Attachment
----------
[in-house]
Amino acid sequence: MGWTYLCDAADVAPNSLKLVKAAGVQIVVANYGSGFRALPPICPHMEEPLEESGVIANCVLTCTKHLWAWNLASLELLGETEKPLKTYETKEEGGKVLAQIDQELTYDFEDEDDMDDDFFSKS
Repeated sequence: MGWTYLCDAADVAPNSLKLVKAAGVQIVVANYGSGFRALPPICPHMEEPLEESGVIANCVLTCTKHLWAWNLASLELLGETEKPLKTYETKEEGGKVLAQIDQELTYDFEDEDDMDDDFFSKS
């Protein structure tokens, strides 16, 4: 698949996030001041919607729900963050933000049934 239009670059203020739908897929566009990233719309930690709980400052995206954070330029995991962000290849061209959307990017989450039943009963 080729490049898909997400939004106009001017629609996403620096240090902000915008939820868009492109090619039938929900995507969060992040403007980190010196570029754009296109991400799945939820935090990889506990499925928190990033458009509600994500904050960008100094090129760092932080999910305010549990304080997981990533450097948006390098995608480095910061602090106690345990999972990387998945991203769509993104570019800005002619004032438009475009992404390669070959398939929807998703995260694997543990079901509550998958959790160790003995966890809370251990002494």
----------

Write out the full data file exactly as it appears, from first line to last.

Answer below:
[in-house]
Amino acid sequence: MGWTYLCDAADVAPNSLKLVKAAGVQIVVANYGSGFRALPPICPHMEEPLEESGVIANCVLTCTKHLWAWNLASLELLGETEKPLKTYETKEEGGKVLAQIDQELTYDFEDEDDMDDDFFSKS
Repeated sequence: MGWTYLCDAADVAPNSLKLVKAAGVQIVVANYGSGFRALPPICPHMEEPLEESGVIANCVLTCTKHLWAWNLASLELLGETEKPLKTYETKEEGGKVLAQIDQELTYDFEDEDDMDDDFFSKS
């Protein structure tokens, strides 16, 4: 698949996030001041919607729900963050933000049934 239009670059203020739908897929566009990233719309930690709980400052995206954070330029995991962000290849061209959307990017989450039943009963 080729490049898909997400939004106009001017629609996403620096240090902000915008939820868009492109090619039938929900995507969060992040403007980190010196570029754009296109991400799945939820935090990889506990499925928190990033458009509600994500904050960008100094090129760092932080999910305010549990304080997981990533450097948006390098995608480095910061602090106690345990999972990387998945991203769509993104570019800005002619004032438009475009992404390669070959398939929807998703995260694997543990079901509550998958959790160790003995966890809370251990002494």